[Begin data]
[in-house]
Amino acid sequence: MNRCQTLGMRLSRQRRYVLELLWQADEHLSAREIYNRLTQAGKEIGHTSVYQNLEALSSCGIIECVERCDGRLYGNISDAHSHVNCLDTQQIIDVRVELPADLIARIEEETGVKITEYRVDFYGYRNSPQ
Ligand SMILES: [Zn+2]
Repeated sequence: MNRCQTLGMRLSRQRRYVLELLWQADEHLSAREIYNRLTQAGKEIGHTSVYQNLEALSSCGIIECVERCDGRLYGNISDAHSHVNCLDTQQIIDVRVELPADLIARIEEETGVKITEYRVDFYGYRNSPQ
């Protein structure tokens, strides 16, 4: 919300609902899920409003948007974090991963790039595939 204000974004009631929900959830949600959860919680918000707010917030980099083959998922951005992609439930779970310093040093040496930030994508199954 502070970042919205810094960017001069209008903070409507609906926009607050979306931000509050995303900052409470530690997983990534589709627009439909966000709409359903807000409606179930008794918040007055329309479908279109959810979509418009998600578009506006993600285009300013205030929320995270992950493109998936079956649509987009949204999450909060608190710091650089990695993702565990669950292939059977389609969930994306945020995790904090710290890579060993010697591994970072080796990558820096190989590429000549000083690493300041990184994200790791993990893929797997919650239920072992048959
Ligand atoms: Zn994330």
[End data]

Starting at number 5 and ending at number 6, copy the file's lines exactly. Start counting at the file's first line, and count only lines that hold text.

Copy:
């Protein structure tokens, strides 16, 4: 919300609902899920409003948007974090991963790039595939 204000974004009631929900959830949600959860919680918000707010917030980099083959998922951005992609439930779970310093040093040496930030994508199954 502070970042919205810094960017001069209008903070409507609906926009607050979306931000509050995303900052409470530690997983990534589709627009439909966000709409359903807000409606179930008794918040007055329309479908279109959810979509418009998600578009506006993600285009300013205030929320995270992950493109998936079956649509987009949204999450909060608190710091650089990695993702565990669950292939059977389609969930994306945020995790904090710290890579060993010697591994970072080796990558820096190989590429000549000083690493300041990184994200790791993990893929797997919650239920072992048959
Ligand atoms: Zn994330």